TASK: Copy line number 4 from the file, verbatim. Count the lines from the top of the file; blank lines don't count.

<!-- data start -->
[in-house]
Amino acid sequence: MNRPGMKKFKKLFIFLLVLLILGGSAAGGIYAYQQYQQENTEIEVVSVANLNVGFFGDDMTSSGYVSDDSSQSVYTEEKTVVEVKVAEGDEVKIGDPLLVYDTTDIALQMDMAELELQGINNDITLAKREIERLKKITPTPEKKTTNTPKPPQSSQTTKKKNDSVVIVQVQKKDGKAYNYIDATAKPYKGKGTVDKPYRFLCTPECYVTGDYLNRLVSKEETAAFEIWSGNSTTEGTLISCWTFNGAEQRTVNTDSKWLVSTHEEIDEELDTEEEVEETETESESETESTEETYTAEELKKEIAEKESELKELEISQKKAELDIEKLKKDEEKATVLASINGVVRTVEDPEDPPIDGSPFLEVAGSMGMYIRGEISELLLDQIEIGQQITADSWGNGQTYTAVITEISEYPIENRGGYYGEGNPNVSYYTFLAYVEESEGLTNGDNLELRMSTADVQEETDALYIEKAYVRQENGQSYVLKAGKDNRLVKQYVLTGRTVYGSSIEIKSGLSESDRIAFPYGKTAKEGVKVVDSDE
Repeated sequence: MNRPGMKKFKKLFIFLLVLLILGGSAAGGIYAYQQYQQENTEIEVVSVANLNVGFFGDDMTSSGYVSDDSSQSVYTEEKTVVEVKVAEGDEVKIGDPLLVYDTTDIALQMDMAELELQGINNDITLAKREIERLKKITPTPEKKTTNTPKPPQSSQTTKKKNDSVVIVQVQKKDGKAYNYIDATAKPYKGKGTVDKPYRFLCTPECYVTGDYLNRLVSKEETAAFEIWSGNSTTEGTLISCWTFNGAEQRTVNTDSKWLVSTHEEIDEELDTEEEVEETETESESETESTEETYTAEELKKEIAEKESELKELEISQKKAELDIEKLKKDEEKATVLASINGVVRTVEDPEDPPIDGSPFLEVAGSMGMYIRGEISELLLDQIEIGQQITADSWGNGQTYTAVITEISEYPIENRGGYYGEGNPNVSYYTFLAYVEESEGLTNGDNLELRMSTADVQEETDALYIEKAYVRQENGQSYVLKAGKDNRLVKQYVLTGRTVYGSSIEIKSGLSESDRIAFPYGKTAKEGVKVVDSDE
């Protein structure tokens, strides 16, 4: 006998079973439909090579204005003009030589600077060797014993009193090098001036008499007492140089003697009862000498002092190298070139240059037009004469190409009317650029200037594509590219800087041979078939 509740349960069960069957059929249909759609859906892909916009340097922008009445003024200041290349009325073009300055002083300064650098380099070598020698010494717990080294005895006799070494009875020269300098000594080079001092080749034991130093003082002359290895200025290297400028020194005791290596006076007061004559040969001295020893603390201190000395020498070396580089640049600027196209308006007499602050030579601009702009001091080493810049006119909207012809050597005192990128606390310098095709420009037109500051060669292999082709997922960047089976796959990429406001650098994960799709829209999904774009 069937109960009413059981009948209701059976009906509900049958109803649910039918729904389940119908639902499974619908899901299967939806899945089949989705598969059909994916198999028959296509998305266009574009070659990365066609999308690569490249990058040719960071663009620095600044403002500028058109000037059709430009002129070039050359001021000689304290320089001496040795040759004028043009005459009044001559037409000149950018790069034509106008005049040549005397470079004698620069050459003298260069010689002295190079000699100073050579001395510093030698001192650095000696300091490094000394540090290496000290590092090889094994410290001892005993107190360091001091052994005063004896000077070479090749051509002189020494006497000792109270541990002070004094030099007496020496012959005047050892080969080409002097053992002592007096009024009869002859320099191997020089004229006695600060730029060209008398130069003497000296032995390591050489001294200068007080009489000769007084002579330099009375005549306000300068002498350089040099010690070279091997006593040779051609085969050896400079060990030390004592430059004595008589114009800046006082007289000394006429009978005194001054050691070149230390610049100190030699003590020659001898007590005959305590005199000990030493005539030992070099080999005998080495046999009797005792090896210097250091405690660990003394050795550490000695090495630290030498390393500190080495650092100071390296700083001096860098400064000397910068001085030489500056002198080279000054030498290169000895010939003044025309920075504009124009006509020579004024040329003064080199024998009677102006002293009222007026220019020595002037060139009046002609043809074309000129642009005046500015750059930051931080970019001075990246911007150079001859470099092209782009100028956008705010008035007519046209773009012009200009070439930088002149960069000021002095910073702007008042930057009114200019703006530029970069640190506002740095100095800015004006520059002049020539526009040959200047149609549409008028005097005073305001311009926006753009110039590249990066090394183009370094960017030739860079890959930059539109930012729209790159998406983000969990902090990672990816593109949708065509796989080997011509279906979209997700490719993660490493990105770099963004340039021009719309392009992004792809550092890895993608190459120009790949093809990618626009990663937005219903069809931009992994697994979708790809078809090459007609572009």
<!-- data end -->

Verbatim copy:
């Protein structure tokens, strides 16, 4: 006998079973439909090579204005003009030589600077060797014993009193090098001036008499007492140089003697009862000498002092190298070139240059037009004469190409009317650029200037594509590219800087041979078939 509740349960069960069957059929249909759609859906892909916009340097922008009445003024200041290349009325073009300055002083300064650098380099070598020698010494717990080294005895006799070494009875020269300098000594080079001092080749034991130093003082002359290895200025290297400028020194005791290596006076007061004559040969001295020893603390201190000395020498070396580089640049600027196209308006007499602050030579601009702009001091080493810049006119909207012809050597005192990128606390310098095709420009037109500051060669292999082709997922960047089976796959990429406001650098994960799709829209999904774009 069937109960009413059981009948209701059976009906509900049958109803649910039918729904389940119908639902499974619908899901299967939806899945089949989705598969059909994916198999028959296509998305266009574009070659990365066609999308690569490249990058040719960071663009620095600044403002500028058109000037059709430009002129070039050359001021000689304290320089001496040795040759004028043009005459009044001559037409000149950018790069034509106008005049040549005397470079004698620069050459003298260069010689002295190079000699100073050579001395510093030698001192650095000696300091490094000394540090290496000290590092090889094994410290001892005993107190360091001091052994005063004896000077070479090749051509002189020494006497000792109270541990002070004094030099007496020496012959005047050892080969080409002097053992002592007096009024009869002859320099191997020089004229006695600060730029060209008398130069003497000296032995390591050489001294200068007080009489000769007084002579330099009375005549306000300068002498350089040099010690070279091997006593040779051609085969050896400079060990030390004592430059004595008589114009800046006082007289000394006429009978005194001054050691070149230390610049100190030699003590020659001898007590005959305590005199000990030493005539030992070099080999005998080495046999009797005792090896210097250091405690660990003394050795550490000695090495630290030498390393500190080495650092100071390296700083001096860098400064000397910068001085030489500056002198080279000054030498290169000895010939003044025309920075504009124009006509020579004024040329003064080199024998009677102006002293009222007026220019020595002037060139009046002609043809074309000129642009005046500015750059930051931080970019001075990246911007150079001859470099092209782009100028956008705010008035007519046209773009012009200009070439930088002149960069000021002095910073702007008042930057009114200019703006530029970069640190506002740095100095800015004006520059002049020539526009040959200047149609549409008028005097005073305001311009926006753009110039590249990066090394183009370094960017030739860079890959930059539109930012729209790159998406983000969990902090990672990816593109949708065509796989080997011509279906979209997700490719993660490493990105770099963004340039021009719309392009992004792809550092890895993608190459120009790949093809990618626009990663937005219903069809931009992994697994979708790809078809090459007609572009």